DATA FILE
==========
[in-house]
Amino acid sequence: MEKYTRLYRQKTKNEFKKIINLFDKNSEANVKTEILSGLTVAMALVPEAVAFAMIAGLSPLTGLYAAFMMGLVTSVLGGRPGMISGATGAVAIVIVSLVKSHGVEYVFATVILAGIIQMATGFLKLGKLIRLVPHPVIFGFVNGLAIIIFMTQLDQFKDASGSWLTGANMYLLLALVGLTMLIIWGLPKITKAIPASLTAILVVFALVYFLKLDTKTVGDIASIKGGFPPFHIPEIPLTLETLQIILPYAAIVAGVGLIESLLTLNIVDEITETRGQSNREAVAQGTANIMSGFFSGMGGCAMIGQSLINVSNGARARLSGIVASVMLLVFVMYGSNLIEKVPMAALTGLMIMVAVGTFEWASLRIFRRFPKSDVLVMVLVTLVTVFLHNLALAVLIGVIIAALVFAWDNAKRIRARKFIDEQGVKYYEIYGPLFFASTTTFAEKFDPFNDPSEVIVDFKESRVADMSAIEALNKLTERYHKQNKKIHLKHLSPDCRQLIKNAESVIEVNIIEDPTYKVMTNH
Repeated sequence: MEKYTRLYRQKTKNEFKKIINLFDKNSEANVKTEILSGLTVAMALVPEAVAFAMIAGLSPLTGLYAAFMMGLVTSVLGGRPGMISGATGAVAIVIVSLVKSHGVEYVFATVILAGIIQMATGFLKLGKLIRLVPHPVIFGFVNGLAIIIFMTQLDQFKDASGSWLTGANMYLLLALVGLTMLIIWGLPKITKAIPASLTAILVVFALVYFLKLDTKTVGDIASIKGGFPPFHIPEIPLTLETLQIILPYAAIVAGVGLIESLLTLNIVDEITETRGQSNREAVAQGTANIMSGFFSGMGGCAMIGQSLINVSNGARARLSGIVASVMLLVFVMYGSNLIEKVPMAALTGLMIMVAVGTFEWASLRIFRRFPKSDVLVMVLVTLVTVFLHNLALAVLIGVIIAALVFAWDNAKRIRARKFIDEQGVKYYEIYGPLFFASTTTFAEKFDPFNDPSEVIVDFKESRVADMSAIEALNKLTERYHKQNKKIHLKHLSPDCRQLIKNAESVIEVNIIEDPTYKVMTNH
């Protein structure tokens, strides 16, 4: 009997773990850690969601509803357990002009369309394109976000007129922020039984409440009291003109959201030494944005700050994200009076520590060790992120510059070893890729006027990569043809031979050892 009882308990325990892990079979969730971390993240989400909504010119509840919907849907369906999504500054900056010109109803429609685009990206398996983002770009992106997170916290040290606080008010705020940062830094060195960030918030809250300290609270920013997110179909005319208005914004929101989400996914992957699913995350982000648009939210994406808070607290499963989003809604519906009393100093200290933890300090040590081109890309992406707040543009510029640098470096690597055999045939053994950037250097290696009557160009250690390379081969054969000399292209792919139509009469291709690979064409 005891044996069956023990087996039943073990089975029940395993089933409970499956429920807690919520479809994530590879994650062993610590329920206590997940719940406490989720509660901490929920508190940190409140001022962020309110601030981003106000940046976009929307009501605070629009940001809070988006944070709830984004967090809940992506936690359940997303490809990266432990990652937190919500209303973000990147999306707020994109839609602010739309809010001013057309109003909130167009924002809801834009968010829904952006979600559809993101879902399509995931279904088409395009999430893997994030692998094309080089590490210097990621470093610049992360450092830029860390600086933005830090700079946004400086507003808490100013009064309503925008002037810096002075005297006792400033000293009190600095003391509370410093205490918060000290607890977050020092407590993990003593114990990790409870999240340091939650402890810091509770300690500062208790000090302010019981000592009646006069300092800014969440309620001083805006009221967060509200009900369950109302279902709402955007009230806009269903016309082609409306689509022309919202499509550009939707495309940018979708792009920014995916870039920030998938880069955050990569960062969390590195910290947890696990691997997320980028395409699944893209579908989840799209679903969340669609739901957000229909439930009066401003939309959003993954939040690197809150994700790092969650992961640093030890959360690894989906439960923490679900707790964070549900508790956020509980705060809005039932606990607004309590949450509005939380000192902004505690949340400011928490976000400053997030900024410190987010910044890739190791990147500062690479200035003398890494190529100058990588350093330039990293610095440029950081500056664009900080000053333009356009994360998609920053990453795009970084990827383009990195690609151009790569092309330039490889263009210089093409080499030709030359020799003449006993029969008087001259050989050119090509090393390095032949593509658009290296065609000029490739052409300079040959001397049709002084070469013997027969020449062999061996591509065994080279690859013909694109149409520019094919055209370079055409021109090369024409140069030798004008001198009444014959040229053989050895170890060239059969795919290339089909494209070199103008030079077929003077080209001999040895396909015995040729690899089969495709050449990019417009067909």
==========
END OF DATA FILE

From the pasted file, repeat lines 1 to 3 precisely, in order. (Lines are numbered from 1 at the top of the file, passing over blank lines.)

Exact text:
[in-house]
Amino acid sequence: MEKYTRLYRQKTKNEFKKIINLFDKNSEANVKTEILSGLTVAMALVPEAVAFAMIAGLSPLTGLYAAFMMGLVTSVLGGRPGMISGATGAVAIVIVSLVKSHGVEYVFATVILAGIIQMATGFLKLGKLIRLVPHPVIFGFVNGLAIIIFMTQLDQFKDASGSWLTGANMYLLLALVGLTMLIIWGLPKITKAIPASLTAILVVFALVYFLKLDTKTVGDIASIKGGFPPFHIPEIPLTLETLQIILPYAAIVAGVGLIESLLTLNIVDEITETRGQSNREAVAQGTANIMSGFFSGMGGCAMIGQSLINVSNGARARLSGIVASVMLLVFVMYGSNLIEKVPMAALTGLMIMVAVGTFEWASLRIFRRFPKSDVLVMVLVTLVTVFLHNLALAVLIGVIIAALVFAWDNAKRIRARKFIDEQGVKYYEIYGPLFFASTTTFAEKFDPFNDPSEVIVDFKESRVADMSAIEALNKLTERYHKQNKKIHLKHLSPDCRQLIKNAESVIEVNIIEDPTYKVMTNH
Repeated sequence: MEKYTRLYRQKTKNEFKKIINLFDKNSEANVKTEILSGLTVAMALVPEAVAFAMIAGLSPLTGLYAAFMMGLVTSVLGGRPGMISGATGAVAIVIVSLVKSHGVEYVFATVILAGIIQMATGFLKLGKLIRLVPHPVIFGFVNGLAIIIFMTQLDQFKDASGSWLTGANMYLLLALVGLTMLIIWGLPKITKAIPASLTAILVVFALVYFLKLDTKTVGDIASIKGGFPPFHIPEIPLTLETLQIILPYAAIVAGVGLIESLLTLNIVDEITETRGQSNREAVAQGTANIMSGFFSGMGGCAMIGQSLINVSNGARARLSGIVASVMLLVFVMYGSNLIEKVPMAALTGLMIMVAVGTFEWASLRIFRRFPKSDVLVMVLVTLVTVFLHNLALAVLIGVIIAALVFAWDNAKRIRARKFIDEQGVKYYEIYGPLFFASTTTFAEKFDPFNDPSEVIVDFKESRVADMSAIEALNKLTERYHKQNKKIHLKHLSPDCRQLIKNAESVIEVNIIEDPTYKVMTNH